Campaign against shark’s fin soup based on sad facts

By Khatijah Abdullah
Conservationist

I was amazed when I read Cheah Hooi Giam’s “Economical with the Truth” (Sunday Star, Aug 5).

His statement that the campaign asking the public not to consume shark’s fin soup is based on cultural and personal bias is extremely strange.

Strange for the fact that there is no culture in this country that stops people from taking the soup; and what personal gain can anyone achieve by influencing others not to consume shark’s fin soup?

Such campaigns were started based on the alarming facts below:
Fact 1: It is estimated that 100 million sharks are killed annually;
Fact 2: A recent estimate of sharks killed in the fin trade alone stands at 73% of the total number of sharks killed;
Fact 3: The fin is considered the most valuable part of a shark, selling for more that US$700 per kg (compared with US$10 per kg for its meat!)
Fact 4: Spiny dogfish and porbeagle sharks are caught in Europe, and their meat is used in the fish and chip industry, their fins are sent to Asia for use in shark’s fin soup.

Live finning is not a myth! It is true and is happening simply because fisherman want to maximise their catch for the day by disposing of shark bodies in the sea and keeping room on their boat for fins.

Malaysia is a signatory to CITES (Convention on International Trade in Endangered Species of Wild Fauna and Flora) but not a member of IWMC (International Wildlife Management Conservation Fund).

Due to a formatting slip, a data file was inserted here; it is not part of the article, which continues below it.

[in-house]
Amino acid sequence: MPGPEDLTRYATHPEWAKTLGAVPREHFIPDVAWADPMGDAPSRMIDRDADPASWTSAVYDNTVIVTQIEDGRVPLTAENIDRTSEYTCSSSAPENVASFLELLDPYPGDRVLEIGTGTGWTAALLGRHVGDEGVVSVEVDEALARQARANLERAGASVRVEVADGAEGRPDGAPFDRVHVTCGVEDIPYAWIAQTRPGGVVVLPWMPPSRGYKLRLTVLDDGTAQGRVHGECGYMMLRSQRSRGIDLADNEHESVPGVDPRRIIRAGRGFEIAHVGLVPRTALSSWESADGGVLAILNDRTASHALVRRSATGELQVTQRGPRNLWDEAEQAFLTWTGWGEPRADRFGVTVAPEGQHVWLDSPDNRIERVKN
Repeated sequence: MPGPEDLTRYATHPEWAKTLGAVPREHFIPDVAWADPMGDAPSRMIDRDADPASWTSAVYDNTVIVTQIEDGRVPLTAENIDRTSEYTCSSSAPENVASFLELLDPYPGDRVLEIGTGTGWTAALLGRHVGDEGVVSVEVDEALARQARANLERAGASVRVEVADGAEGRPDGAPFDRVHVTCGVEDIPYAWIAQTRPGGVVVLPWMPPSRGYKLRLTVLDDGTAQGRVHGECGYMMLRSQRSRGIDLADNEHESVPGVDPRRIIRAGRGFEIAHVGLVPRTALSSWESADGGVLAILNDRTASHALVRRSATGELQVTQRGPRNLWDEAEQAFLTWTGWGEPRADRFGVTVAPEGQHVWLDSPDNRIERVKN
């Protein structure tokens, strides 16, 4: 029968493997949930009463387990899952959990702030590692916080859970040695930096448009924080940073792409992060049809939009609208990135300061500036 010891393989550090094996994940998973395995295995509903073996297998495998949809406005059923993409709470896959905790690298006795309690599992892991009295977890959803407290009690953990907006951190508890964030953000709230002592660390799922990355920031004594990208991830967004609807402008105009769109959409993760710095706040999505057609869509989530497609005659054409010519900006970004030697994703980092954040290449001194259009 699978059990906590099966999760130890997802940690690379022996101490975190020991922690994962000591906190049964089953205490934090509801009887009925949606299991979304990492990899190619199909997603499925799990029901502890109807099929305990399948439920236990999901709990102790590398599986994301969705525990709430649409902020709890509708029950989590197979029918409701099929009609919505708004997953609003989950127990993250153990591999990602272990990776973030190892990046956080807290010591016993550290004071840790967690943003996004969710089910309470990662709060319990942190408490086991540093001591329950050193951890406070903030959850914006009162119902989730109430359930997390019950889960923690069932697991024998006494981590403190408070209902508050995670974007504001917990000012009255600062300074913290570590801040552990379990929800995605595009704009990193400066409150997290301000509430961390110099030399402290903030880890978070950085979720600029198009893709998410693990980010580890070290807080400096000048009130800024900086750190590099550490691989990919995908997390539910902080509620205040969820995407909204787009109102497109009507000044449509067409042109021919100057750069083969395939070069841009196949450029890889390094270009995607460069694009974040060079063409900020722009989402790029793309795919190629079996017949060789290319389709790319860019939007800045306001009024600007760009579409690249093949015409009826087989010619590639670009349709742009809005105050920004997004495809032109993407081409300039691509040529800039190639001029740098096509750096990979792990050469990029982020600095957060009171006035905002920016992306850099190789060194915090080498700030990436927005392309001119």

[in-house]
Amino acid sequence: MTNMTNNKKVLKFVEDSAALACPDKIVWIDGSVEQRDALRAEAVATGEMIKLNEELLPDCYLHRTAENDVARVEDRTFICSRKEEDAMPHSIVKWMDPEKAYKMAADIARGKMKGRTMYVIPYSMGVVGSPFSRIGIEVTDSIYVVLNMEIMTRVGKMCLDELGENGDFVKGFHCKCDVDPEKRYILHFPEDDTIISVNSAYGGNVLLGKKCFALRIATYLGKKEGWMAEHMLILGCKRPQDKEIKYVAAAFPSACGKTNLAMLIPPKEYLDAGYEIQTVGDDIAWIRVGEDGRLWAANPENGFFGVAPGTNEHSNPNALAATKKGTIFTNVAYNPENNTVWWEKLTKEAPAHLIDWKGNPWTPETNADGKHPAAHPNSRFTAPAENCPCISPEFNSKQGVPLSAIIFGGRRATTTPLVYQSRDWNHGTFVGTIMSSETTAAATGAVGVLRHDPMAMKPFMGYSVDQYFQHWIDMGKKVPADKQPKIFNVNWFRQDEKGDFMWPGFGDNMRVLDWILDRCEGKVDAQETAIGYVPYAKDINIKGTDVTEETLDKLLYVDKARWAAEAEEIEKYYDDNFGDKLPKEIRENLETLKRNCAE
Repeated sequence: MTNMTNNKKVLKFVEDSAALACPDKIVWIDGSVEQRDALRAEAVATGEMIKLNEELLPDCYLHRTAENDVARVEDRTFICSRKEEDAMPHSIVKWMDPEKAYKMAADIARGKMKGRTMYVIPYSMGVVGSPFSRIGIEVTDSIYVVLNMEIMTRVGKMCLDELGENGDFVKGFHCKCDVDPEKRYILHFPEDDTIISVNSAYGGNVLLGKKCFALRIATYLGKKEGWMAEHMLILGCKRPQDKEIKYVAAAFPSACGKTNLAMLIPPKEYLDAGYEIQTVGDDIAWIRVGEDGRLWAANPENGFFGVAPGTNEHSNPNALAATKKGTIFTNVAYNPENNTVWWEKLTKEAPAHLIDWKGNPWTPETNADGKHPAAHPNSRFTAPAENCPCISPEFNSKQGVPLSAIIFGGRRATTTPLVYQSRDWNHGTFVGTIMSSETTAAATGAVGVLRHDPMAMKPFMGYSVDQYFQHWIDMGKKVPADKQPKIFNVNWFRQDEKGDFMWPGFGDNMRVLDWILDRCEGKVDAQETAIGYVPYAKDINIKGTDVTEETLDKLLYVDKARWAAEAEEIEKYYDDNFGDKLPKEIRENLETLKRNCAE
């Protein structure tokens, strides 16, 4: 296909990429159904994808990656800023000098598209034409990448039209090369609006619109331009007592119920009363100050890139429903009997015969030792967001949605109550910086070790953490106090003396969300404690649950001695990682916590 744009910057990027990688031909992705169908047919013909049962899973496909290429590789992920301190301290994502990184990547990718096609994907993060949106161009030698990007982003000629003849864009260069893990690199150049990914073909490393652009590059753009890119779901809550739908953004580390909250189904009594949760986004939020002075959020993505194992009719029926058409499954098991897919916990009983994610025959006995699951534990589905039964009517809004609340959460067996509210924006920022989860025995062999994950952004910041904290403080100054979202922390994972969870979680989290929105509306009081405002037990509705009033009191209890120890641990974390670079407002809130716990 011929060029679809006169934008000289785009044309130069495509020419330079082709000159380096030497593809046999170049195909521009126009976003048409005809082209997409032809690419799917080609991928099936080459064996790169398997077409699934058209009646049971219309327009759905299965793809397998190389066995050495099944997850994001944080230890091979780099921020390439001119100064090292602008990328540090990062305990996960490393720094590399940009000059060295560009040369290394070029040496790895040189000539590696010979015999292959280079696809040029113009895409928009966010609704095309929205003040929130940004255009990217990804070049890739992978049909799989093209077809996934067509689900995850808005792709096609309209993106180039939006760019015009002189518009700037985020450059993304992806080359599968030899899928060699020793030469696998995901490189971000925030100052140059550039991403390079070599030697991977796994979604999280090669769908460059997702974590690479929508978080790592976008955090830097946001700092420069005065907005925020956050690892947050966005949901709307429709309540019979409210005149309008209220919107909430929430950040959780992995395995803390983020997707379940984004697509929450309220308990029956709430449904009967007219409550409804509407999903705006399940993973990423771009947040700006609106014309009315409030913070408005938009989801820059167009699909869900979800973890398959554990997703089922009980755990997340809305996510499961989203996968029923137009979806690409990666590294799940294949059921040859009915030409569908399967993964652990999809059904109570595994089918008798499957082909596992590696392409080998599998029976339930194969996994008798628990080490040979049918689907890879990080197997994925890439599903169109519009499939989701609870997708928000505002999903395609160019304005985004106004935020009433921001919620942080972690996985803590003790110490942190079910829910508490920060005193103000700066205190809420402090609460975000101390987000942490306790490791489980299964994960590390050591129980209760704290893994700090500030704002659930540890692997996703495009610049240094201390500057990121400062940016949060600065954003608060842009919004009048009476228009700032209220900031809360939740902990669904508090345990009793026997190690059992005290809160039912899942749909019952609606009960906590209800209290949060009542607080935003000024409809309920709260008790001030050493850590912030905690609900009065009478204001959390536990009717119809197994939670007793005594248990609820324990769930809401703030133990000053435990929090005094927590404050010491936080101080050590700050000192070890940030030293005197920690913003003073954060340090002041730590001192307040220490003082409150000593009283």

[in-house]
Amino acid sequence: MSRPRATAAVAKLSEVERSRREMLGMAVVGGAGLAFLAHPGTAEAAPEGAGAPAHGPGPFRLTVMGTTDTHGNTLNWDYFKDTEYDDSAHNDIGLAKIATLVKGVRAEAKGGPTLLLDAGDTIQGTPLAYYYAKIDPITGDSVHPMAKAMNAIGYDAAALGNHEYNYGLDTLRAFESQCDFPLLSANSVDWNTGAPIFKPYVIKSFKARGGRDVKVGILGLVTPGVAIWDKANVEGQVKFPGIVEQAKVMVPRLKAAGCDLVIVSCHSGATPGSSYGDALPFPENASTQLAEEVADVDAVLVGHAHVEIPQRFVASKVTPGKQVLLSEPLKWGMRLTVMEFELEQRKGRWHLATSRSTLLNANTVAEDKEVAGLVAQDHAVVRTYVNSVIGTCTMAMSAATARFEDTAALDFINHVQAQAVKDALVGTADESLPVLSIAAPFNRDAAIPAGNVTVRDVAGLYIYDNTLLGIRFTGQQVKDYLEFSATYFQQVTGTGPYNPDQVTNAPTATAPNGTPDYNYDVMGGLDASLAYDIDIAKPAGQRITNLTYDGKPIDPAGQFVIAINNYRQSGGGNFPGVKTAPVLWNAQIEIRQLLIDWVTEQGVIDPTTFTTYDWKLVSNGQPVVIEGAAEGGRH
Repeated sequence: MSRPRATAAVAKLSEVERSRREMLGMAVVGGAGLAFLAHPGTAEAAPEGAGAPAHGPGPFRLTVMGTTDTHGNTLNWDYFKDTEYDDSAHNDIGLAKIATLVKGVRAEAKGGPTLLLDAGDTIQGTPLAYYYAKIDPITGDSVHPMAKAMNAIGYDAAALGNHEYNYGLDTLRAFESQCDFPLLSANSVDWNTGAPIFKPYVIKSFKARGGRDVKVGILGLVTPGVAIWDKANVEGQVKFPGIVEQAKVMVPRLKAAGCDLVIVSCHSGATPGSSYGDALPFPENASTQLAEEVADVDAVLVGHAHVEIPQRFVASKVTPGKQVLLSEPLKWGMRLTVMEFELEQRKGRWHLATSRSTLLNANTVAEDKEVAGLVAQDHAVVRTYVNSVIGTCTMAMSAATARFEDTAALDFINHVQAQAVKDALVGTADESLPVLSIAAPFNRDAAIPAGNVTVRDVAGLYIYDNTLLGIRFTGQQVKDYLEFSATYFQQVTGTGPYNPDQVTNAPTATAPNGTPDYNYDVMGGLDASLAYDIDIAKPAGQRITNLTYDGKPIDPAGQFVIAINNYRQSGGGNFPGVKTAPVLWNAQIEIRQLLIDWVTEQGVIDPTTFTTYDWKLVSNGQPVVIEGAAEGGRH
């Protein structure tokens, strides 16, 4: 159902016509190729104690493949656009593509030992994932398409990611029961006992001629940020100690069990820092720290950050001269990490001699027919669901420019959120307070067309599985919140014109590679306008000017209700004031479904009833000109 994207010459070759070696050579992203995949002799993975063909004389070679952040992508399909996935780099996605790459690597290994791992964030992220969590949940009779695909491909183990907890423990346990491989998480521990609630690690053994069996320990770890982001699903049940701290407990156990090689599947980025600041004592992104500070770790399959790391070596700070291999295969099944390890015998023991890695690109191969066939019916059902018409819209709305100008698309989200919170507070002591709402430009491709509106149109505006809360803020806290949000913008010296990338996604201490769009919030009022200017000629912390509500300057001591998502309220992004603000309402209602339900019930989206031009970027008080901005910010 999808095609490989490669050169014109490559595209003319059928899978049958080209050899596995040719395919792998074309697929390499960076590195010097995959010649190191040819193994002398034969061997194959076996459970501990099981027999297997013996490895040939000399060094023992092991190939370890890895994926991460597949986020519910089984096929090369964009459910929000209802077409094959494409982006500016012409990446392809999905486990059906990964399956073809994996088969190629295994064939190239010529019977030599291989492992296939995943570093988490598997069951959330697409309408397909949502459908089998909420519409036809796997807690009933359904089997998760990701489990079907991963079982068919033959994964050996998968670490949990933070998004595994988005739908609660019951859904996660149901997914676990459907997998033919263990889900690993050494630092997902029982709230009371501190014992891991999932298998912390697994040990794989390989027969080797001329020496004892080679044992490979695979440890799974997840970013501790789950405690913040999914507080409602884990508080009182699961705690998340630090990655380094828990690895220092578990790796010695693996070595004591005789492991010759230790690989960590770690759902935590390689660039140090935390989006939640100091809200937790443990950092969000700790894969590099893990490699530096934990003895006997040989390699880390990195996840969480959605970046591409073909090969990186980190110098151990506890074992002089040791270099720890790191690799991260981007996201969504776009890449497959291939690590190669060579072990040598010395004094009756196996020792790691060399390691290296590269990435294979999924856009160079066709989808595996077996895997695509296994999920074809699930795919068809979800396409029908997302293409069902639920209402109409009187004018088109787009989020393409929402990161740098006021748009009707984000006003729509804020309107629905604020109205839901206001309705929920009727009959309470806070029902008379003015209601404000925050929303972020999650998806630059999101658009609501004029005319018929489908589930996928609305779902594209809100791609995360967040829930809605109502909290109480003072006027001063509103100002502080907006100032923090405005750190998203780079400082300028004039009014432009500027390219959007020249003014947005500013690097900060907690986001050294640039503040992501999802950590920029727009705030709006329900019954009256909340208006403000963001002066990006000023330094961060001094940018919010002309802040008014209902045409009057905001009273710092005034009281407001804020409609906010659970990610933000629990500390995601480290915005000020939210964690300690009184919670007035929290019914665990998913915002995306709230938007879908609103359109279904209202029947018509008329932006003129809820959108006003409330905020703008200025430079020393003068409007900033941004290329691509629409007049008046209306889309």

Why do we want to preserve sharks?
a) Sharks stand as a top predator in the food chain. Their depletion will undoubtedly disturb the ecosystem which also includes humans.
b) Sharks are one of the creatures that have a very slow reproduction system. Hammerhead sharks, only reproduce once a year with a gestation period of 10-12 months.
d) Fins contain mercury. Thai health officials reported in 2001 that local shark’s fin soup contained mercury about 42 times above the safe level.
I am very sure that our local NGOs would be very happy to start other conservation campaigns as recommended by Cheah in due time but for now, it’s the sharks that need our utmost attention because it has already been proven that their survival will in turn affect our lives, given the time.

Source: 8/8/07 The Star – Letters

Advertisements